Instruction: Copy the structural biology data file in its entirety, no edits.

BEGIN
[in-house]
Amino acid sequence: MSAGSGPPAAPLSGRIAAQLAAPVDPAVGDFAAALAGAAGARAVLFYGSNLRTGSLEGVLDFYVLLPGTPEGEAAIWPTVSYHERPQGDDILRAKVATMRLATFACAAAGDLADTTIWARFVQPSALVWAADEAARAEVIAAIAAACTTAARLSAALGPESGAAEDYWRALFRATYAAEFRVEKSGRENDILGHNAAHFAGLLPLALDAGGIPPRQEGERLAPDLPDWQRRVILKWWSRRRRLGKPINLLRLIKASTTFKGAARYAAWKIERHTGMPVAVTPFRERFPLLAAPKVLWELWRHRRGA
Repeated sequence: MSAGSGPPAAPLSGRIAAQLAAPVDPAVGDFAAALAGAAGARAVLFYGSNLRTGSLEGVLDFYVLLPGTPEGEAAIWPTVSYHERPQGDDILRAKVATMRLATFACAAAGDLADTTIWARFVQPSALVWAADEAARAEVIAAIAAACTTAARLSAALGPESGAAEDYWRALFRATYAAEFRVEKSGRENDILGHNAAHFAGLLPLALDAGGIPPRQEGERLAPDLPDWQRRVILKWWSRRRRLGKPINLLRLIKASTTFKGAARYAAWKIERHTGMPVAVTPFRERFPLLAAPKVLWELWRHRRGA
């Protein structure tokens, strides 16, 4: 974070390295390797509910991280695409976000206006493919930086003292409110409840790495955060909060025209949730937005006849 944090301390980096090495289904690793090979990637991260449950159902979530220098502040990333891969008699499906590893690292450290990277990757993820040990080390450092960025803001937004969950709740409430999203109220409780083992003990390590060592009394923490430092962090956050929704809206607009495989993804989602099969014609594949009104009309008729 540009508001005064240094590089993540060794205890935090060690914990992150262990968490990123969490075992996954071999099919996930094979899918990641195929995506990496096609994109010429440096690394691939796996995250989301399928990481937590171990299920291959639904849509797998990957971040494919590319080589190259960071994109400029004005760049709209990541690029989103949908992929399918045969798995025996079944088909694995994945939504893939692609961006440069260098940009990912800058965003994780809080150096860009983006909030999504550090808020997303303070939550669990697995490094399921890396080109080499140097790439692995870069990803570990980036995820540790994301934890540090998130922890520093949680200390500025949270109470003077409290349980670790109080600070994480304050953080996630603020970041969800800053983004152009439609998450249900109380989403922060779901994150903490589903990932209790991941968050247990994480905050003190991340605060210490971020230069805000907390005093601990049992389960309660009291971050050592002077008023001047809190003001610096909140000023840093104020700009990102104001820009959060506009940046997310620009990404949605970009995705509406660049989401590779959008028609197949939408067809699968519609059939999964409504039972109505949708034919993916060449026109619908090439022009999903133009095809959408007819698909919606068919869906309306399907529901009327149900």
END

[in-house]
Amino acid sequence: MSAGSGPPAAPLSGRIAAQLAAPVDPAVGDFAAALAGAAGARAVLFYGSNLRTGSLEGVLDFYVLLPGTPEGEAAIWPTVSYHERPQGDDILRAKVATMRLATFACAAAGDLADTTIWARFVQPSALVWAADEAARAEVIAAIAAACTTAARLSAALGPESGAAEDYWRALFRATYAAEFRVEKSGRENDILGHNAAHFAGLLPLALDAGGIPPRQEGERLAPDLPDWQRRVILKWWSRRRRLGKPINLLRLIKASTTFKGAARYAAWKIERHTGMPVAVTPFRERFPLLAAPKVLWELWRHRRGA
Repeated sequence: MSAGSGPPAAPLSGRIAAQLAAPVDPAVGDFAAALAGAAGARAVLFYGSNLRTGSLEGVLDFYVLLPGTPEGEAAIWPTVSYHERPQGDDILRAKVATMRLATFACAAAGDLADTTIWARFVQPSALVWAADEAARAEVIAAIAAACTTAARLSAALGPESGAAEDYWRALFRATYAAEFRVEKSGRENDILGHNAAHFAGLLPLALDAGGIPPRQEGERLAPDLPDWQRRVILKWWSRRRRLGKPINLLRLIKASTTFKGAARYAAWKIERHTGMPVAVTPFRERFPLLAAPKVLWELWRHRRGA
């Protein structure tokens, strides 16, 4: 974070390295390797509910991280695409976000206006493919930086003292409110409840790495955060909060025209949730937005006849 944090301390980096090495289904690793090979990637991260449950159902979530220098502040990333891969008699499906590893690292450290990277990757993820040990080390450092960025803001937004969950709740409430999203109220409780083992003990390590060592009394923490430092962090956050929704809206607009495989993804989602099969014609594949009104009309008729 540009508001005064240094590089993540060794205890935090060690914990992150262990968490990123969490075992996954071999099919996930094979899918990641195929995506990496096609994109010429440096690394691939796996995250989301399928990481937590171990299920291959639904849509797998990957971040494919590319080589190259960071994109400029004005760049709209990541690029989103949908992929399918045969798995025996079944088909694995994945939504893939692609961006440069260098940009990912800058965003994780809080150096860009983006909030999504550090808020997303303070939550669990697995490094399921890396080109080499140097790439692995870069990803570990980036995820540790994301934890540090998130922890520093949680200390500025949270109470003077409290349980670790109080600070994480304050953080996630603020970041969800800053983004152009439609998450249900109380989403922060779901994150903490589903990932209790991941968050247990994480905050003190991340605060210490971020230069805000907390005093601990049992389960309660009291971050050592002077008023001047809190003001610096909140000023840093104020700009990102104001820009959060506009940046997310620009990404949605970009995705509406660049989401590779959008028609197949939408067809699968519609059939999964409504039972109505949708034919993916060449026109619908090439022009999903133009095809959408007819698909919606068919869906309306399907529901009327149900």